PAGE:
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How Big Will the Next Wide Receiver Contracts Go?

Starting with Davante Adams and ending with Deebo Samuel, the wide receiver market blew up this offseason. So what does that mean for Justin Jefferson and Ja’Marr Chase? Three NFL agents project their next contracts.

In taking a moment to catch our breath after the Receiver Market Explosion of 2022—which began in earnest last March when the Raiders traded Davante Adams for first- and second-round picks, and ended in July when the 49ers signed Deebo Samuel to a three-year extension worth $71,550,000—it’s fair to wonder what might happen for the next crop of receivers.

Specifically, that’s the financial futures of the Bengals’ Ja’Marr Chase and the Vikings’ Justin Jefferson. The two are younger than—and possibly better than—any of the receivers who dominated this offseason. If receiver market behavior mirrors that of most other robust positional markets, we’ll have a game of AAV (average annual value) leapfrog, with each deal slightly eclipsing the last. Receivers will also start to close the gap on quarterbacks in terms of total cap percentage faster than any other position. At the moment, only two nonquarterbacks have an AAV of $30 million or more: Rams defensive tackle Aaron Donald ($31.6 million) and Dolphins receiver Tyreek Hill ($30 million). Adams ($28 million) and Cooper Kupp ($26.7 million) both have higher AAV than Myles Garrett ($25 million), Khalil Mack ($23.5 million), Maxx Crosby ($23.5 million) and Trent Williams ($23 million), a collection of pass rushers and protectors who, before this summer, made up the list of the most well-compensated nonquarterbacks in football.

So we asked three NFL agents where they would place the monetary value of Chase’s and Jefferson’s second deals. Jefferson, who will be eligible for a contract extension next offseason, would obviously sign a deal before Chase, who can’t negotiate until after the 2023 season. (And, for the record, none of these agents represent Chase nor Jefferson.)

Justin Jefferson rubs his hands during a Vikings practice

Here’s what the Jefferson and Chase contracts could look like, according to the agents:

• Agent A: $28–$30 million per year.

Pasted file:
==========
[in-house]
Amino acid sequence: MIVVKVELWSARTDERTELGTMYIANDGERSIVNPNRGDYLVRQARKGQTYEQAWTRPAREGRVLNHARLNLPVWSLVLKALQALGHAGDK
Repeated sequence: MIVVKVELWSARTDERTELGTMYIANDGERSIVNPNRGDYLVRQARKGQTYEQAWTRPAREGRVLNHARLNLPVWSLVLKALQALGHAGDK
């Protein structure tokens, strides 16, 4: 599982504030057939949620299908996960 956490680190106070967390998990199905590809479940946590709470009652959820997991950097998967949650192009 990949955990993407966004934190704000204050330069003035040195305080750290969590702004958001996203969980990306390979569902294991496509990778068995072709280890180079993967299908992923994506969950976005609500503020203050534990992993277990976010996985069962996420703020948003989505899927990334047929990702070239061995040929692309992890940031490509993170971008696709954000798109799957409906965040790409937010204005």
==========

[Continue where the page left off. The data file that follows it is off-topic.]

• Agent B: $30–$32 million per year, though the agent believed the market would crest at $32 million and did not see the position climbing much higher.

• Agent C: We are asking the wrong question. It’s not necessarily about the AAV when it comes to wide receivers, and it’s more about a period we may be entering when receivers, like quarterbacks, can start to inch closer to fully guaranteed contracts.

When we took the answer from Agent C and posed it to Agent B, the person’s reply: Why not both? A short-term deal worth roughly $32 million per season that is close to fully guaranteed.

Of the $71,550,000 that Samuel received from the 49ers, $58.1 million of that money would be considered a practical guarantee, as parsed out by Spotrac. This means that it’s more than likely Samuel will see most of that $58.1 million, or more than 81% of the total value of the contract. Kupp’s three-year, $80.1 million deal contained $75 million in practical guarantees, which means that it’s more than likely Kupp will receive close to 90% of the total value of the contract. Terry McLaurin signed a deal this offseason in which he is likely to receive close to 78% of the $68.3 million he signed for. And DK Metcalf should receive about 80% of his $72 million deal.

Compare that with Hill’s contract, for example. He’s more likely to see about 60% of his $120 million. A.J. Brown’s $100 million deal with the Eagles has about $57 million (57%) in practical guarantees. Christian Kirk, whose signing sparked a definitive signal that we were in a bustling receiver market, will get about half of the four-year, $72 million he signed for in terms of practical guarantees.

It’s here that we can separate a bit the contracts that made noise versus the contracts that made progress. (Some are, obviously, both.)

Agent B says of the quest for more guaranteed money: The Browns signing Deshaun Watson (five years, $230 million fully guaranteed) shined a light on how much owners could spend on a whim if they feel like it. Players know there is more up-front money out there.

Receivers, in particular, know the time to strike is now. While we wrote glowingly about an offense this offseason that doesn’t seem to care much about the position at all, receivers are now a highly coveted commodity for most GMs. We are in a golden age for the position, and receiver value seems to be recognized even when quarterback play is inconsistent (think McLaurin). Hill (paired with Tua Tagovailoa) will be a worthwhile test case this year. Adams (moving from Aaron Rodgers to Derek Carr) will be another.

So when Chase and Jefferson naturally try to one-up each other as the next heavy hitters at the bargaining table, will we see the market value soaring toward $40 million per year? Not if they’re smart. The real power play may be to eclipse Kupp, both in terms of his AAV ($80.1 million) and his percentage of money practically guaranteed. As of now, we are most certainly headed in that direction. The real question is whether more owners will stop pretending that the cash in their safes is exclusively reserved for those playing quarterback.

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